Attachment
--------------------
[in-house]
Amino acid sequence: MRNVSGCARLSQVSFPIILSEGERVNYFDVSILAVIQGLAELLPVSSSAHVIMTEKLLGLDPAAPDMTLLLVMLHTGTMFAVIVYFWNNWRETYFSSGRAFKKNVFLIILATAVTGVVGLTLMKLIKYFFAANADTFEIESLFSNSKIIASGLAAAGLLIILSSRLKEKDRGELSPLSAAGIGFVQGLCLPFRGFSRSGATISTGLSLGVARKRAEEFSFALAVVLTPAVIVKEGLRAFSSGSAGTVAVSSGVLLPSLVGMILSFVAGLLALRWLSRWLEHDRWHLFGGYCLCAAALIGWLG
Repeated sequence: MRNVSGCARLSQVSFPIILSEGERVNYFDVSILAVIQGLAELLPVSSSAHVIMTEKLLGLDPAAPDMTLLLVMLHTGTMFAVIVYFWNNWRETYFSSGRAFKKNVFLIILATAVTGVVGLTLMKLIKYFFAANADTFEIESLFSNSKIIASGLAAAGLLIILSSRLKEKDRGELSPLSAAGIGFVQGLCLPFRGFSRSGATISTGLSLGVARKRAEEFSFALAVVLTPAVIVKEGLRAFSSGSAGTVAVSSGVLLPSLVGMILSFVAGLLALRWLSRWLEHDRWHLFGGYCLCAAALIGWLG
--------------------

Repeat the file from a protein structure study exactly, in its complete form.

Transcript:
[in-house]
Amino acid sequence: MRNVSGCARLSQVSFPIILSEGERVNYFDVSILAVIQGLAELLPVSSSAHVIMTEKLLGLDPAAPDMTLLLVMLHTGTMFAVIVYFWNNWRETYFSSGRAFKKNVFLIILATAVTGVVGLTLMKLIKYFFAANADTFEIESLFSNSKIIASGLAAAGLLIILSSRLKEKDRGELSPLSAAGIGFVQGLCLPFRGFSRSGATISTGLSLGVARKRAEEFSFALAVVLTPAVIVKEGLRAFSSGSAGTVAVSSGVLLPSLVGMILSFVAGLLALRWLSRWLEHDRWHLFGGYCLCAAALIGWLG
Repeated sequence: MRNVSGCARLSQVSFPIILSEGERVNYFDVSILAVIQGLAELLPVSSSAHVIMTEKLLGLDPAAPDMTLLLVMLHTGTMFAVIVYFWNNWRETYFSSGRAFKKNVFLIILATAVTGVVGLTLMKLIKYFFAANADTFEIESLFSNSKIIASGLAAAGLLIILSSRLKEKDRGELSPLSAAGIGFVQGLCLPFRGFSRSGATISTGLSLGVARKRAEEFSFALAVVLTPAVIVKEGLRAFSSGSAGTVAVSSGVLLPSLVGMILSFVAGLLALRWLSRWLEHDRWHLFGGYCLCAAALIGWLG